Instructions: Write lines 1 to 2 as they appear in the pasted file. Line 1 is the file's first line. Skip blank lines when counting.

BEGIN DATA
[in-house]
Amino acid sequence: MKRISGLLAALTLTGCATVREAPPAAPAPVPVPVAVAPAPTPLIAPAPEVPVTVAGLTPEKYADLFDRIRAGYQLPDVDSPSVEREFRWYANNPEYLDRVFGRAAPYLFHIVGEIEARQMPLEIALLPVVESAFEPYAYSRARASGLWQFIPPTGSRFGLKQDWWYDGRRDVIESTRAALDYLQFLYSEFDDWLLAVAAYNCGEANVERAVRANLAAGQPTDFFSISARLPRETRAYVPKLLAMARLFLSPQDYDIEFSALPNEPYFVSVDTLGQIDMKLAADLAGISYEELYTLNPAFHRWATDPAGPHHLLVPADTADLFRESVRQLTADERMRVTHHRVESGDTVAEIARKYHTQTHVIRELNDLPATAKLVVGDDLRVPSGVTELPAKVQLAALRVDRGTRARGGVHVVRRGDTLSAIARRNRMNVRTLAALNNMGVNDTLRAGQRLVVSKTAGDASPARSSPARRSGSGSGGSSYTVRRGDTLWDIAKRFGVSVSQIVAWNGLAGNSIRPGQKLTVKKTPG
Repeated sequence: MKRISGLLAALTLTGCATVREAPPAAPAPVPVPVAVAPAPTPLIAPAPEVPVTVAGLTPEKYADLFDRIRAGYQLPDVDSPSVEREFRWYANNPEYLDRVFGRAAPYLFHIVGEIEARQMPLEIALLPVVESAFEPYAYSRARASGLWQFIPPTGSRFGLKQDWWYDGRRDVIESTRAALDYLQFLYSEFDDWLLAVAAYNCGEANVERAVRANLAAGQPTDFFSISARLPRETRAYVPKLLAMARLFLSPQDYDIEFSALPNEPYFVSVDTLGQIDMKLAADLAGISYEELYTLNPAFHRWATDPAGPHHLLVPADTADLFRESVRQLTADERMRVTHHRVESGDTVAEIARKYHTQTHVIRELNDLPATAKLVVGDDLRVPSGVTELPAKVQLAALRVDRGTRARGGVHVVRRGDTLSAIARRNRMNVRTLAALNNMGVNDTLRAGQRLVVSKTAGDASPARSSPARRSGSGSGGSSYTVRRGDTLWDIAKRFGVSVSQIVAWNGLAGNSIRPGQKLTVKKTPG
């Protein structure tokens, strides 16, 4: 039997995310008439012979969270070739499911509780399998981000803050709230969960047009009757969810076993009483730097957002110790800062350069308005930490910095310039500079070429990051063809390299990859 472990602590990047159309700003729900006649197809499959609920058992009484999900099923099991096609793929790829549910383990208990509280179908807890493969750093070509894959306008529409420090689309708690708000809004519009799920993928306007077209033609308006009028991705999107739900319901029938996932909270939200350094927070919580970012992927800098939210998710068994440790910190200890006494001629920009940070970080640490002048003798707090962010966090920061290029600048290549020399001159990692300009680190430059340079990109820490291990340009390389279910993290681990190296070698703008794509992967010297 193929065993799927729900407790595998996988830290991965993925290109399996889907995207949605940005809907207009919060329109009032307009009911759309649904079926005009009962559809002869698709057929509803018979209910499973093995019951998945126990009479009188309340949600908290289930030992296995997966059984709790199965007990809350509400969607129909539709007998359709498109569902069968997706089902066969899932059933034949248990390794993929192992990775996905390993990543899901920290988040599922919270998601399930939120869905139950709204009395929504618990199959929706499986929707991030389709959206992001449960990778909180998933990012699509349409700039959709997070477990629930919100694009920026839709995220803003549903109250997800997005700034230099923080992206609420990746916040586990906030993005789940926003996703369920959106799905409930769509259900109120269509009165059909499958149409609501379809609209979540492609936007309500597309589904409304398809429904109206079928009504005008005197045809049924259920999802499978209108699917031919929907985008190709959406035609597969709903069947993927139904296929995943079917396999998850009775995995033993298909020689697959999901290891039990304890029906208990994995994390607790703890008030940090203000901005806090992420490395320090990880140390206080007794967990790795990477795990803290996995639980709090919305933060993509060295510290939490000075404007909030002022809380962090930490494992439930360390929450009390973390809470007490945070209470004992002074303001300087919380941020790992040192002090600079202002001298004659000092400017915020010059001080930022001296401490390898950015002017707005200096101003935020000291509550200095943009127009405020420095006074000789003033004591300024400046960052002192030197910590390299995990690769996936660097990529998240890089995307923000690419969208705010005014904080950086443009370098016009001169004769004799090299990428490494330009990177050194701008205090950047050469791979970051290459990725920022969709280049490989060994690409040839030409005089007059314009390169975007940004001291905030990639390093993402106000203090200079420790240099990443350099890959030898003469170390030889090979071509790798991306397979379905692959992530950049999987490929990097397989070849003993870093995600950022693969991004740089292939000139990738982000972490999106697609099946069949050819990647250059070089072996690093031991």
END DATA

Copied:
[in-house]
Amino acid sequence: MKRISGLLAALTLTGCATVREAPPAAPAPVPVPVAVAPAPTPLIAPAPEVPVTVAGLTPEKYADLFDRIRAGYQLPDVDSPSVEREFRWYANNPEYLDRVFGRAAPYLFHIVGEIEARQMPLEIALLPVVESAFEPYAYSRARASGLWQFIPPTGSRFGLKQDWWYDGRRDVIESTRAALDYLQFLYSEFDDWLLAVAAYNCGEANVERAVRANLAAGQPTDFFSISARLPRETRAYVPKLLAMARLFLSPQDYDIEFSALPNEPYFVSVDTLGQIDMKLAADLAGISYEELYTLNPAFHRWATDPAGPHHLLVPADTADLFRESVRQLTADERMRVTHHRVESGDTVAEIARKYHTQTHVIRELNDLPATAKLVVGDDLRVPSGVTELPAKVQLAALRVDRGTRARGGVHVVRRGDTLSAIARRNRMNVRTLAALNNMGVNDTLRAGQRLVVSKTAGDASPARSSPARRSGSGSGGSSYTVRRGDTLWDIAKRFGVSVSQIVAWNGLAGNSIRPGQKLTVKKTPG